Spotlight on Mindfulness
As part of Mental Health Awareness Week, today we’re going to briefly talk about Mindfulness with the help of the ever-useful resources from the Mental Health Foundation who are focusing their attention on it this year.
Following the United Kingdom 2015 General Election, there have been increasing calls to offer anyone in distress – not necessarily just people with mental health issues – access to mindfulness at the first point of contact (usually through a GP).
You may have heard the term before, but what is Mindfulness? Based loosely around some Buddhist meditation practices but with a growing body of scientific evidence –
“Mindfulness is paying attention to the present moment, without getting stuck in the past or worrying about the future. Mindfulness can be practiced standing, sitting and walking. It can be practiced both indoors and out; at home, in schools, at work or simply out and about. You can practice mindfulness for 5 minutes or 5 hours – that’s the great thing about mindfulness, you can tailor it to suit your own needs.
What you may be surprised to hear is that you have probably been mindful at some point in your life and didn’t even know it… Have you gone for a long walk, breathing in the crisp, fresh air and then suddenly realised that four hours have passed? Have you listened so intently to a song that for a moment, you weren’t thinking about anything but how beautiful the melody was?
infographic from mindful.org
Here, Dr Jonty Heaversedge, a GP – talks about his experience of Mindfulness and how he would like to raise awareness of it, seeing it rolled out as a common practice to offer to people in distress:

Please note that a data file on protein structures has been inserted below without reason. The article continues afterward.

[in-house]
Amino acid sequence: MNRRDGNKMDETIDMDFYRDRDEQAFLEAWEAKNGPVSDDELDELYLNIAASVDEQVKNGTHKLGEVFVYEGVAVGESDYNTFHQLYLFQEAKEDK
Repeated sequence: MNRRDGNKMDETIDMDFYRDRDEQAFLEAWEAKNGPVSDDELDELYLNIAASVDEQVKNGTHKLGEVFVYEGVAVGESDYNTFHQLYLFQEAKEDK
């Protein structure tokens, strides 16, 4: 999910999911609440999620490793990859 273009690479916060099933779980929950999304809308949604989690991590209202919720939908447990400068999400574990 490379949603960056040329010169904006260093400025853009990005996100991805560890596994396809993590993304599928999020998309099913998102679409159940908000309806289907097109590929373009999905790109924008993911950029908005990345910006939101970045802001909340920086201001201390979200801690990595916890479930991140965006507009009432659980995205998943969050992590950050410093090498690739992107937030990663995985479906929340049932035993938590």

How can Mindfulness help me?
“Contrary to popular belief, mindfulness isn’t about emptying your mind of thoughts and ‘zoning out’. It can mean different things to different people. At the heart of it, mindfulness helps people observe the way they think and feel about their experiences, whether good or bad. This can really change the way you manage and react to stressful situations, giving you a valuable tool to stay mentally healthy, and an ever-expanding body of evidence shows that it really works.
Mindfulness is already known to be successful in helping people with mental and physical health problems, from stress, depression and anxiety to chronic pain, eating disorders and concentration, boost our productivity at work, and give us a greater enjoyment of life.”
Mindfulness is not just useful for mental health conditions, it has been shown to be effective for numerous complex needs, including chronic pain and other physical health conditions.
Ruby Wax, Comedian and Mental Health Activist talks about her personal experience of Mindfulness:
Where can I find out more?
The Mental Health Foundation are leading this year’s Mental Health Awareness Week with Mindfulness, so they are offering a lot of information on questions you might have – or if this sounds like something you’re really interested in – where you can get started!
You can ask your local GP, mental health team or other medical professional whether Mindfulness might already be available to you, and handily the MHF have produced a leaflet on Mindfulness (PDF) which can help get you started and includes such useful links as:
Our thanks to The Mental Health Foundation for all of these excellent resources!
Has Mindfulness helped you? Is it something you’re interested in? Would you like to see it become more accessible to people with mental health conditions or other complex needs?
Comment below, or get in touch with us at Vision Project Bolton on the About Us page if you have any ideas you want to propose!